There is not such a great distance, philosophically, between Qutb's "hideous schizophrenia" of modern life, and the nostalgic longing for the "Lebenswelt" that drives much of modern European philosophy. The real difference lies mostly in the object of submission, and a certain adolescent permissiveness in the modern European model.
But Liberalism did not evolve as a cure for the condition of mankind. It evolved as a cure for the tendency of mankind to become dogmatic. Hence it looks nothing like a cure for our deepest longings. It is not a way to perfect humanity. One side sees the human condition as tragically fragmented, and seeks a remedy in unity by merging with some transcendent principle or authority. The other sees the remedy as the problem, and seeks to balance the fragments into relatively stable spheres of influence. So ultimately any perspective that sees unity as inherently plural (and minimally "two") must be more or less liberal, while any perspective that can't tolerate the two-ness of unity is probably more or less anti-liberal. Totalitarian ideologies, for all their talk of dialectics, are rooted in a static view of nature and mankind. Liberalism allows that duality must be essential, and natural, and therefore not a source of existential consternation.
Berman reflects this simple insight in his critique of Noam Chomsky, whom he views as "the last of the 19th Century rationalists." But this analysis, though informative, doesn't quite capture the slipperiness of Chomsky, whose philosophy is ultimately counter-rational. While Chomsky does, in fact, tend to see the world in the simplistic terms of a "greed vs. freedom" dialectic, his real problem is that he simply has no response to calamity. To him it's a struggle between good and evil, but the evil is just everyday greed. And, of course, the greedy don't deserve a hearing. Liberalism allows for the fact that humans harbor conflicting impulses within the same individual at the same time. If there were no internal conflicts choice would be unproblematic, and life would be pretty bland.
Berman is probably more clear about totalitarianism than liberalism, which may be why his great book ultimately reaches a sort of impasse.
The whole of the Muslim world has been overwhelmed by German philosophies from long ago--the philosophies of revolutionary nationalism and totalitarianism, cannily translated into Muslim dialects. Let the Germans go door to door throughout the region, issuing a product recall.(p. 208)
But it's not clear that the Germans are even aware of the problem, let alone that they caused the trouble themselves. It isn't the Germans, but the Americans, who recognize the necessity. It's the American faith that the sovereignty of others means security for themselves that's exceptional. And it's their willingness to fight for that principle, that makes a future without either totalitarianism or terrorism even conceivable. And perhaps we need to be as canny as those Germans were, about communicating the antidote.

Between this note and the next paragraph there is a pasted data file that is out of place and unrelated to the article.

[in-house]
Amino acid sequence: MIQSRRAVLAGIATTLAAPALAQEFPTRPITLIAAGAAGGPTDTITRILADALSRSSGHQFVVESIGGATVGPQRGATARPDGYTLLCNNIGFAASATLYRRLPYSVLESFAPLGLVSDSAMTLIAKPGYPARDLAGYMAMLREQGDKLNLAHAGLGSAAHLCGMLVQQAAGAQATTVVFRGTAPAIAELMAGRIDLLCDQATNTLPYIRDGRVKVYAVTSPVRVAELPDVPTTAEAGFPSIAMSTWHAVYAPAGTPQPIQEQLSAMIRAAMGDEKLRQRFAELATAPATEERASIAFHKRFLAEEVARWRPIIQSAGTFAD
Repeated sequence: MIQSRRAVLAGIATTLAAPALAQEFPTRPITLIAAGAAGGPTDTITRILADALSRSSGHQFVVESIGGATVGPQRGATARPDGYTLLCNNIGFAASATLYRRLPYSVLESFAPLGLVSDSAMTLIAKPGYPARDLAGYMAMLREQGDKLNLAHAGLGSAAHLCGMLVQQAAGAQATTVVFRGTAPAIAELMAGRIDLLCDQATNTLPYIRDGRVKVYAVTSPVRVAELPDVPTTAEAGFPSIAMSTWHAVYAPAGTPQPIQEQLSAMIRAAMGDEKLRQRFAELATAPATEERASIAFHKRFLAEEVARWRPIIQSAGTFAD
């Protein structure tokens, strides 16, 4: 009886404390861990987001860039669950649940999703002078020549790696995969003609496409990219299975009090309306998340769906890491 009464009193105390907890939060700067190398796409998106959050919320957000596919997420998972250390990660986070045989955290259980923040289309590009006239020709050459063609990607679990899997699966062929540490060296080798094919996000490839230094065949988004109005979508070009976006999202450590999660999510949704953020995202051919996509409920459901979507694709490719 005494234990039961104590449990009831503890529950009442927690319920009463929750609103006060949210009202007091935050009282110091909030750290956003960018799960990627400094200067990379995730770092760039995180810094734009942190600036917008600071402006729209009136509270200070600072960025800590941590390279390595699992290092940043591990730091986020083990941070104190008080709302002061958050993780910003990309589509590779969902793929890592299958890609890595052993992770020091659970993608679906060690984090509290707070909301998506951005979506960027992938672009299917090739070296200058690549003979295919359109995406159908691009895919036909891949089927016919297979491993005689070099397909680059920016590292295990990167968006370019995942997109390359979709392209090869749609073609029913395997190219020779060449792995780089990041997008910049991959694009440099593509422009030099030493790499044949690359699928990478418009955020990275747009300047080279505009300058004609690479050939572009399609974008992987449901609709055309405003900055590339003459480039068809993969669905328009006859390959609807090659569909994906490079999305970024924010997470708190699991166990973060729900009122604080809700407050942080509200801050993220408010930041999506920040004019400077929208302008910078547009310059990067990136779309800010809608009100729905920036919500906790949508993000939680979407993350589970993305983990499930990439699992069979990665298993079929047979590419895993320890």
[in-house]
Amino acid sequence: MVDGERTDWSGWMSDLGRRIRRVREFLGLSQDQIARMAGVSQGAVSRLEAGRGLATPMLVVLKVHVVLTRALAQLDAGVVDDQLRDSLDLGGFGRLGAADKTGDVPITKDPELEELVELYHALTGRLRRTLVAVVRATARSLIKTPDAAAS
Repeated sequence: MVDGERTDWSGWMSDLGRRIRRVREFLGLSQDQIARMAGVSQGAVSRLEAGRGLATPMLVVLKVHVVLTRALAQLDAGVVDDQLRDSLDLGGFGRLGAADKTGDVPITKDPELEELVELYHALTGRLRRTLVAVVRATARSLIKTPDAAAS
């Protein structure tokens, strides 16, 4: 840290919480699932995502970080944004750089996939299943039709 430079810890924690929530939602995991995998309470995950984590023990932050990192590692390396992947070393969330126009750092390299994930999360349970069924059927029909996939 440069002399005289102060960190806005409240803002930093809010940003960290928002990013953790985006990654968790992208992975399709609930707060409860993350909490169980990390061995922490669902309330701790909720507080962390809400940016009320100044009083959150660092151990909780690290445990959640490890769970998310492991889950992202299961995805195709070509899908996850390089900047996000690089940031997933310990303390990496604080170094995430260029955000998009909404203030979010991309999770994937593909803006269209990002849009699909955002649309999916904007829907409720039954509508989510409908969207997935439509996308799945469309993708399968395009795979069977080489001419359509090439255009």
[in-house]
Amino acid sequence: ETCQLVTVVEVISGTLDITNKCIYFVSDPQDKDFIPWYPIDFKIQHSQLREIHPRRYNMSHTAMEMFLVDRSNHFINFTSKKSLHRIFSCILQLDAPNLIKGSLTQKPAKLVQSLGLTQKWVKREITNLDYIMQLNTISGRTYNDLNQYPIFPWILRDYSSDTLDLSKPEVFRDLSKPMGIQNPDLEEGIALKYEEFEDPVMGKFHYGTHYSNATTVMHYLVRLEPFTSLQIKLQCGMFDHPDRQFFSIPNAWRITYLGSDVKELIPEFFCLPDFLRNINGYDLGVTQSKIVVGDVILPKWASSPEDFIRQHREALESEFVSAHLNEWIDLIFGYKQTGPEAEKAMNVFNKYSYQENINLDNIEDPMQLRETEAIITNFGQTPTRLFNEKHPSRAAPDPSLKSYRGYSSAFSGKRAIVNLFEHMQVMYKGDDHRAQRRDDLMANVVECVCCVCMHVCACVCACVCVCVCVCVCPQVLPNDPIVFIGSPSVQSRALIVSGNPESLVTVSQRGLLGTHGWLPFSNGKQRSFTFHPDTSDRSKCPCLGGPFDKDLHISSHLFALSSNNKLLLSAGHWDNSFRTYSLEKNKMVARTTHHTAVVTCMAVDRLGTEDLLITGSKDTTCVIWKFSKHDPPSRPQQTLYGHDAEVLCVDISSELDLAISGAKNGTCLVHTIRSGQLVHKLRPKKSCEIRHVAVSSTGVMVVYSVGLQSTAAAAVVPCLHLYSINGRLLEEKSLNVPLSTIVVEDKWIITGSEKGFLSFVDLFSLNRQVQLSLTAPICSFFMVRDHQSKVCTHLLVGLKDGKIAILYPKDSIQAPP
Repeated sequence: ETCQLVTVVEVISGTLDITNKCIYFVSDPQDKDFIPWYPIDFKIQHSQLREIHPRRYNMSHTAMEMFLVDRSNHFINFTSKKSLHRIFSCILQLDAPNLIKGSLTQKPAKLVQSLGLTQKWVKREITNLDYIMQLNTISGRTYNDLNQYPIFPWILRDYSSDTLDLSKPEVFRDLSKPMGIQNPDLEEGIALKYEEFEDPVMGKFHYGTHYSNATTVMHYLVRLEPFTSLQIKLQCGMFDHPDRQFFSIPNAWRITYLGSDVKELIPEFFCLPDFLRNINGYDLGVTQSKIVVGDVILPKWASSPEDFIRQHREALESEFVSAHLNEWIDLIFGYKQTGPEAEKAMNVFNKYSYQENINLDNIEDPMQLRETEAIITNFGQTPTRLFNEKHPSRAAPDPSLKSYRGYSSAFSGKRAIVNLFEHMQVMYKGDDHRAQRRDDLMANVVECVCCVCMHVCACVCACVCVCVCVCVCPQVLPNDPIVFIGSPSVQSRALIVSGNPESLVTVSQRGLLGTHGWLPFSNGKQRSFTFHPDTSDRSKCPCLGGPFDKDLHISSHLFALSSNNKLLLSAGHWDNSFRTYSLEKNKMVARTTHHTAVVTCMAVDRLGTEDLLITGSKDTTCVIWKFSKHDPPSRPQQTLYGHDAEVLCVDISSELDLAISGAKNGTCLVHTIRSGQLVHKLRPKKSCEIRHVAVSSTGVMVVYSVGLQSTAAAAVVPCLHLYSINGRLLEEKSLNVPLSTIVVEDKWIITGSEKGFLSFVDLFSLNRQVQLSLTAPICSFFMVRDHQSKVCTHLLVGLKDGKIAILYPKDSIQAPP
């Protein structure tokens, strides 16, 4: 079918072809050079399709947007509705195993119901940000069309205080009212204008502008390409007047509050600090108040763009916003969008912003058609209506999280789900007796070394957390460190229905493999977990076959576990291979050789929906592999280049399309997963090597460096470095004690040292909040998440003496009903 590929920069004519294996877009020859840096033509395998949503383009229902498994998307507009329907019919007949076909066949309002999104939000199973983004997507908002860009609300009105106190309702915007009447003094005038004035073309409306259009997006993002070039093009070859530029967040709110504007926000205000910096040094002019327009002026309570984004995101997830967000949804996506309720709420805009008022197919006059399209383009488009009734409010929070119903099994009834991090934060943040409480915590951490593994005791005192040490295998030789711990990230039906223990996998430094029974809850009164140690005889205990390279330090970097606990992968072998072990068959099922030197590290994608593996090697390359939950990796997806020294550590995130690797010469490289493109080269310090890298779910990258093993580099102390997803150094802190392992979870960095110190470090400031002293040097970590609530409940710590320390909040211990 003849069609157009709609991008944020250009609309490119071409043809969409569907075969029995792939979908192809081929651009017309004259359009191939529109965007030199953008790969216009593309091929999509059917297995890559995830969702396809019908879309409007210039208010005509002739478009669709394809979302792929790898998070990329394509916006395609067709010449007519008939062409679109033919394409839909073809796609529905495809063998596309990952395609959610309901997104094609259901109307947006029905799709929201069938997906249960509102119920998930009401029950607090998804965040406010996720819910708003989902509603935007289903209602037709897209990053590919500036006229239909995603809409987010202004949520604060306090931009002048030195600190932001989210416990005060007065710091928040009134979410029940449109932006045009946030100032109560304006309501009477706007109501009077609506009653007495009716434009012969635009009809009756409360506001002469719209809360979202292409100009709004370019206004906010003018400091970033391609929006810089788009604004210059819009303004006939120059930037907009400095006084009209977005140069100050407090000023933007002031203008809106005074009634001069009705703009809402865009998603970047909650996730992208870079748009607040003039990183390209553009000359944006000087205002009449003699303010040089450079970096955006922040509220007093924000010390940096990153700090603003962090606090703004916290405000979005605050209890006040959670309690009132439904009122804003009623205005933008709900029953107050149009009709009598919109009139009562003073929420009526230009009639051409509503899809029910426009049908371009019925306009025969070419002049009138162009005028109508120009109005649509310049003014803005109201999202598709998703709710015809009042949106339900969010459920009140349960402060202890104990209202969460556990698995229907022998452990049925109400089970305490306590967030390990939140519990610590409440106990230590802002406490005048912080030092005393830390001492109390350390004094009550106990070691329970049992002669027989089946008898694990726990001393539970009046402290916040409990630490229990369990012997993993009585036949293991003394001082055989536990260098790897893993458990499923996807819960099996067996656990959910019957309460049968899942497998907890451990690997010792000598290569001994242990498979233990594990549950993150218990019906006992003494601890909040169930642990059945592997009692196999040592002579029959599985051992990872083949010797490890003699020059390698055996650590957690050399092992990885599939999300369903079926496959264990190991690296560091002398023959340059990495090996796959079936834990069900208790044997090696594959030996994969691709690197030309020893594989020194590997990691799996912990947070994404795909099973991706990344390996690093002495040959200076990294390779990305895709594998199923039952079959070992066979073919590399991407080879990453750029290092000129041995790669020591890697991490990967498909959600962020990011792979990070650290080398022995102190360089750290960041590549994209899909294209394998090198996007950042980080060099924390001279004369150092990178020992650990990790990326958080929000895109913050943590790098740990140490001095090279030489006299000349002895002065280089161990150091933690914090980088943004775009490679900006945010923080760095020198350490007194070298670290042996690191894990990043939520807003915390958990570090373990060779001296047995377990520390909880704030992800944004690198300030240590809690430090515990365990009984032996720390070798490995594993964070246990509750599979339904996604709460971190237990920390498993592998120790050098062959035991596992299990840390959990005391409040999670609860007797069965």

Ultimately the problem lies in the habit of wishful thinking that afflicts most of America's historical allies, and some of its own deluded clan. Without any capacity to confront calamity the natural tendency is to deny it. Pretend it doesn't exist, or is an exaggeration, and you need not change your worldview, or your mind. (But you may be obligated to hate the bearer of bad tidings.) Thus we find Chomsky's obsessive unwillingness to be impressed by 9/11, an attitude also affected by Michael Moore and even Derrida and Habermas, recently. It's a sort of false bravado that takes refuge in subtly deceptive hermeneutic constructions, or outright lies, and insists that the analysis of text is indistinguishable from the analysis of reality. And it's only this reluctance to lock the horns of the dilemma that represents the impasse. How could there be any problem that can't be resolved by a trick of the tongue, or the eye? Oh, I mean by revealing the tricks, of course. It was all just a trick of the eye that day in early September. Don't be alarmed.
But thanks to Berman's eloquence we are able to see beyond such pretense. We are at last able to perceive clearly the continuity of the monster that replaced chattel slavery as the world's consummate evil, and is destined to one day join it at the top of the ash heap. It is alarming. But not beyond us.